Graham Presses Attorney General over Trial of 9/11 Conspirators
U.S. Senator Lindsey Graham (R-South Carolina) today sent this letter to Attorney General Eric Holder on the trial of the 9/11 conspirators.
The Honorable Eric H. Holder, Jr.
United States Department of Justice
950 Constitution Avenue, NW
Washington, DC 20510
Dear Attorney General Holder:
I understand the great difficulty in dealing with the detainees currently held at Guantanamo Bay, Cuba, but the difficult choices facing you should not impede our nation's efforts to bring to justice those responsible for the attacks of September 11, 2001.
I agree with your comment this past weekend that "justice has been denied too long." However, I would like to remind you that the decision of when and where to try the September 11 co-conspirators currently rests with you.
On November 13, 2009, you announced the Department of Justice's intention to try Khalid Sheikh Mohammed and his co-conspirators in civilian court in New York City. That decision was met with overwhelming opposition not only from New Yorkers but from Americans across the country. Shortly after your announcement, the White House indicated your decision would undergo further review.
In your testimony before the Senate Judiciary Committee on April 14, 2010, you stated that "New York is not off the table" as a potential trial venue, and that you expected to have a decision "in a number of weeks." However, months have gone by, and the Department of Justice has failed to reach a decision on where the perpetrators of the September 11 attacks will be tried.
As part of the enemy force that attacked our nation, these individuals should be tried for war crimes by the recently reformed military commissions system signed into law by President Obama. They should be held accountable for their actions now.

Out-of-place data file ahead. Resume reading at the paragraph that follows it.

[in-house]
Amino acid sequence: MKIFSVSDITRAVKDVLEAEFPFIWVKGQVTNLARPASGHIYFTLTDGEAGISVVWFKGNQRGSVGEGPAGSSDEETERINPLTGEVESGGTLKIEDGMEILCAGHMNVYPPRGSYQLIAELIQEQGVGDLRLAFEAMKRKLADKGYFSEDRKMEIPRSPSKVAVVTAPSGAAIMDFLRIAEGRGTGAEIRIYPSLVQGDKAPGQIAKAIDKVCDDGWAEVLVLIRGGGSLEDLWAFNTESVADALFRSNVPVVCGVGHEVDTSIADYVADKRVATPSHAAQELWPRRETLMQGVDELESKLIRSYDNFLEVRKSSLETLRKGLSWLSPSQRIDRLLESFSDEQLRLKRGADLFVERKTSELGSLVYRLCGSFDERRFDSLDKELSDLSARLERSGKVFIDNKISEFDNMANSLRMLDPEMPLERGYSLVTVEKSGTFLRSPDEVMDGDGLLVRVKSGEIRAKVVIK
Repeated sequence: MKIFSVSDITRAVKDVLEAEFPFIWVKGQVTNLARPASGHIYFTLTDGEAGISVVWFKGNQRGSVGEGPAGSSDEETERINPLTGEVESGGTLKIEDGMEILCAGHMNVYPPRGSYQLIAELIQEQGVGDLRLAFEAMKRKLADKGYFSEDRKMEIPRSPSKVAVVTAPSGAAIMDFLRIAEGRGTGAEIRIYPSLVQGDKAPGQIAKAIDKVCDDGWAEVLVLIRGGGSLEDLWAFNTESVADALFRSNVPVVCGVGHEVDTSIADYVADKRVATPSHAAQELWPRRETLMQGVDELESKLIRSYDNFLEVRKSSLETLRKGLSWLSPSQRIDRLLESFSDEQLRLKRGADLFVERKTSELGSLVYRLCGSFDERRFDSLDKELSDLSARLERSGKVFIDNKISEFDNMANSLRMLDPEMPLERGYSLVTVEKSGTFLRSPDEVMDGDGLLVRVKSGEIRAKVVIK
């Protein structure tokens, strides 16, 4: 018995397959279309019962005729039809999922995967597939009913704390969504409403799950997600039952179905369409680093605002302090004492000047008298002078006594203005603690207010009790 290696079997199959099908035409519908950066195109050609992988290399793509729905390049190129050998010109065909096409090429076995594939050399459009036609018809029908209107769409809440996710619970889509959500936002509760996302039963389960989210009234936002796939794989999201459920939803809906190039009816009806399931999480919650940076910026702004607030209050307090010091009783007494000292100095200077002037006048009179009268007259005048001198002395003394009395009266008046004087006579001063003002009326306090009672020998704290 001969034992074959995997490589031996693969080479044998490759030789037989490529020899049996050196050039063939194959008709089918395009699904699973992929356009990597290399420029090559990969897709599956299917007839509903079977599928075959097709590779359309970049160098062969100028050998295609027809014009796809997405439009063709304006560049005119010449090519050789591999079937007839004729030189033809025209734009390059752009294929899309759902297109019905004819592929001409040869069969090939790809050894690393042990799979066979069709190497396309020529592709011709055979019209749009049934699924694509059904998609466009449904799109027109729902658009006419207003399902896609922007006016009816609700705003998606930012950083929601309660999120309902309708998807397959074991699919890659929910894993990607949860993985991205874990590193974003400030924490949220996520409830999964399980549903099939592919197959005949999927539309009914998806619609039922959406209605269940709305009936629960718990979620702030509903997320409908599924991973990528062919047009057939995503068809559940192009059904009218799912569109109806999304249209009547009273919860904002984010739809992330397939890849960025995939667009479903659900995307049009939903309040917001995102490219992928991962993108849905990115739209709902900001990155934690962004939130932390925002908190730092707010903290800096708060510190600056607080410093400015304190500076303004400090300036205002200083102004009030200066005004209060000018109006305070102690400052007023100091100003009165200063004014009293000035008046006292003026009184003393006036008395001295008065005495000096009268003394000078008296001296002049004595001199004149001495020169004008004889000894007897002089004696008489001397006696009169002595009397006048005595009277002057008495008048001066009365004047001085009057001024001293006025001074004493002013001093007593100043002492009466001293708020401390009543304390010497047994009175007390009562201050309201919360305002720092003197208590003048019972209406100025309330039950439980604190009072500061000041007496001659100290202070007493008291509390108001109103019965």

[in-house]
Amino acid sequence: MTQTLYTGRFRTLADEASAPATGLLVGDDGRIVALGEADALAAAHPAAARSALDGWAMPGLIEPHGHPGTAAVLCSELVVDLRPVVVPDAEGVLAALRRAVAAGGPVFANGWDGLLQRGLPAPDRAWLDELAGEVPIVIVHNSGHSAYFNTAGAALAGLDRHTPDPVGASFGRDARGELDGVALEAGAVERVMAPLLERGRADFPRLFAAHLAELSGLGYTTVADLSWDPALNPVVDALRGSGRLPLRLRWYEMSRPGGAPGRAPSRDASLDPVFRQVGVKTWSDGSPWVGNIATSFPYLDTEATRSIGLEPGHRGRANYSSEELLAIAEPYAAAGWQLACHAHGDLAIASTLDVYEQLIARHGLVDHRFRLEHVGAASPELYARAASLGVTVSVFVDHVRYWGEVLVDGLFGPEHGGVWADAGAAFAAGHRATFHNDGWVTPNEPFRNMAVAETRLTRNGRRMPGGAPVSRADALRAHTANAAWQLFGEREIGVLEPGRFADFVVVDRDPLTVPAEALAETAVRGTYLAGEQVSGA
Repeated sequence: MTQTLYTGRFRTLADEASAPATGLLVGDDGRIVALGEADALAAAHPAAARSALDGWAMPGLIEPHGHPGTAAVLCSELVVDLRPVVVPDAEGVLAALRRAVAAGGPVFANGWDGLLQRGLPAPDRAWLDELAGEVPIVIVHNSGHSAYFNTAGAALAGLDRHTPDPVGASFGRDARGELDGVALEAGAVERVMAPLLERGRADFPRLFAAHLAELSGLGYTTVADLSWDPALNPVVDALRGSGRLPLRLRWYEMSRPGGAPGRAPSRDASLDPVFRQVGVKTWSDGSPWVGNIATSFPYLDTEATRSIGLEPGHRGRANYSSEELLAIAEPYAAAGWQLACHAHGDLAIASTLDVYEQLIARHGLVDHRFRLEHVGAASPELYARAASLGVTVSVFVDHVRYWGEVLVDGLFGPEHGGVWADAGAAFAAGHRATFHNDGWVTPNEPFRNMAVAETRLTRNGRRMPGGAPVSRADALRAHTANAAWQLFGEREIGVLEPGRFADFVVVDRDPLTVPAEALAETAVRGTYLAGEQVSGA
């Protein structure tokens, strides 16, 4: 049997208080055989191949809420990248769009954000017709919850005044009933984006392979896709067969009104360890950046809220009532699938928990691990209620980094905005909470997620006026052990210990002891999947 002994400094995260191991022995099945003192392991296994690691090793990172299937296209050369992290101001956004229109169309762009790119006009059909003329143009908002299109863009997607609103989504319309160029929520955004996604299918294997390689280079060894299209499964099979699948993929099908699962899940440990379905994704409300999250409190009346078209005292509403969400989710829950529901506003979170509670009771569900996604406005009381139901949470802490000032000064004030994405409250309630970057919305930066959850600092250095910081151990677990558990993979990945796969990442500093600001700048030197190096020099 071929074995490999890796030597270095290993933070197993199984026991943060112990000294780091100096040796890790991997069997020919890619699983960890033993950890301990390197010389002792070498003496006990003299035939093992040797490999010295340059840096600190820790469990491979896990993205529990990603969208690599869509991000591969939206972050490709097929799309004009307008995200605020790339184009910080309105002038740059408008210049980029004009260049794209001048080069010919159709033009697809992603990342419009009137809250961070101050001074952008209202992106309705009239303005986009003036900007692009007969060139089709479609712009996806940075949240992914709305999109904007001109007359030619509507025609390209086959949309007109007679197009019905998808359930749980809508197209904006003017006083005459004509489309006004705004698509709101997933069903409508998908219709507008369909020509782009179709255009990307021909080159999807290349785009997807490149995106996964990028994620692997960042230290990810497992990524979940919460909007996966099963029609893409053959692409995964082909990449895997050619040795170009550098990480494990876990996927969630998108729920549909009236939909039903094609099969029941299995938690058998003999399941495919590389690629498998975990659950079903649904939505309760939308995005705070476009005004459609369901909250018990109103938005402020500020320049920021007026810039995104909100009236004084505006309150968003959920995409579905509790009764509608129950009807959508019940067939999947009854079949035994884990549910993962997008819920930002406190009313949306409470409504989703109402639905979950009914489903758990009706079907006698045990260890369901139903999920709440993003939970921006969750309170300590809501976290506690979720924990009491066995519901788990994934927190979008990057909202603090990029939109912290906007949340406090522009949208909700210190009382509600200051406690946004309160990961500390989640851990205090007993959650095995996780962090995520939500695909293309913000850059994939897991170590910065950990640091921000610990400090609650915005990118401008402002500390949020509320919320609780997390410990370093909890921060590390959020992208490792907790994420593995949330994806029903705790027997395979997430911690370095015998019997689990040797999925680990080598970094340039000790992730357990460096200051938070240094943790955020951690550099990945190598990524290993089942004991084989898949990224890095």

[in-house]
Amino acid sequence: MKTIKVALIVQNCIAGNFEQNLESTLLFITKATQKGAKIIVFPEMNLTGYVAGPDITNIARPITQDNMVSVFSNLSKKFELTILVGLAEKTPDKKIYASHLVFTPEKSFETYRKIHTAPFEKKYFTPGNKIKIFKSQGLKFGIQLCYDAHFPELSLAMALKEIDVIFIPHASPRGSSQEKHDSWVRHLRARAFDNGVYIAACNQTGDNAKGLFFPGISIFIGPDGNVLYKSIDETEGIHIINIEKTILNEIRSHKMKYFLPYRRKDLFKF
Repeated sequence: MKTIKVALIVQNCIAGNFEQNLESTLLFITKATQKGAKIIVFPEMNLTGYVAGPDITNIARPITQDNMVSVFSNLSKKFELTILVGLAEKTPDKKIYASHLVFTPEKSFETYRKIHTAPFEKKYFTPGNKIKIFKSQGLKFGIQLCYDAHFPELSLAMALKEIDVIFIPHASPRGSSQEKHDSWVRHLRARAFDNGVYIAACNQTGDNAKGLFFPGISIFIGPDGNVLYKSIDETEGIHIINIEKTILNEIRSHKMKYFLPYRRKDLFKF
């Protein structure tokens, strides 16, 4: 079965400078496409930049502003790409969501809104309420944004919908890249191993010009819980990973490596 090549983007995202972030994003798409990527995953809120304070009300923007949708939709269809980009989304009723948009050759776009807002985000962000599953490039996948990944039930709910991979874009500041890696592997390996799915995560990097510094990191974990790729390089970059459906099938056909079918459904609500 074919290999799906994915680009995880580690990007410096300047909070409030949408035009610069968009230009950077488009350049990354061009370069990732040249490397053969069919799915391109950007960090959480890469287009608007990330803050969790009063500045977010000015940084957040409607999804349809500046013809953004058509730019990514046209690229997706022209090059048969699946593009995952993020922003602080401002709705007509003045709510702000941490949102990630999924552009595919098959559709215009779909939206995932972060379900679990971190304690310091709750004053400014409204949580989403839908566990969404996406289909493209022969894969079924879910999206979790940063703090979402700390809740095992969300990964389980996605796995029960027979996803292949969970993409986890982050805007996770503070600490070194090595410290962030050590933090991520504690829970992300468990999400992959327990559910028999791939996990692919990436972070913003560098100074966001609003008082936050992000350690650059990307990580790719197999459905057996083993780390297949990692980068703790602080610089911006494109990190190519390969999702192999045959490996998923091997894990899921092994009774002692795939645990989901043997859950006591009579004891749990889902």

Mr. Attorney General, if Khalid Sheikh Mohammed is not worthy of trial by military commission, exactly who would be?
I believe that civilian trials have a place in the war on terror and in some specific instances may be preferable to military tribunals. However, when it comes to those who planned the vicious September 11 attack on our nation, the use of civilian trials seriously undermines the war effort. I believe I speak for the majority of Americans and the Congress on this point.
As we have discussed in the past, the law of war allows this country to detain members and supporters of al Qaeda until the end of hostilities. The Obama Administration has identified at least 48 law of war detainees who are too dangerous to release but not subject to trial by either military commission or civilian court. Each detainee in this category has the opportunity to appear before a federal judge in a habeas proceeding. Trying the September 11 co-conspirators in civilian court would not only be a logistical nightmare and an enormous expense for taxpayers, but would harm our national security by criminalizing the war.
I am proud of the work we have done together to reform the Military Commissions Act, and I appreciate your acknowledgement of the professionalism of our military legal community and the value of military tribunals. They can and should be used to prosecute the September 11 co-conspirators fairly and quickly.
The failure of the Department of Justice to make a decision on where the September 11 conspirators will stand trial is unacceptable. As you know, I introduced legislation to prohibit the use of Department of Justice funds for the prosecution of these individuals in federal district court. This legislation is modeled after an amendment I offered in November 2009. While the amendment failed to receive sufficient support then, the measure has garnered new support.
Please advise me of the progress in the review of your prosecution decision. The American people deserve certainty as to the Obama Administration's venue preference for the trial of the September 11 co-conspirators.
Thank you for your consideration.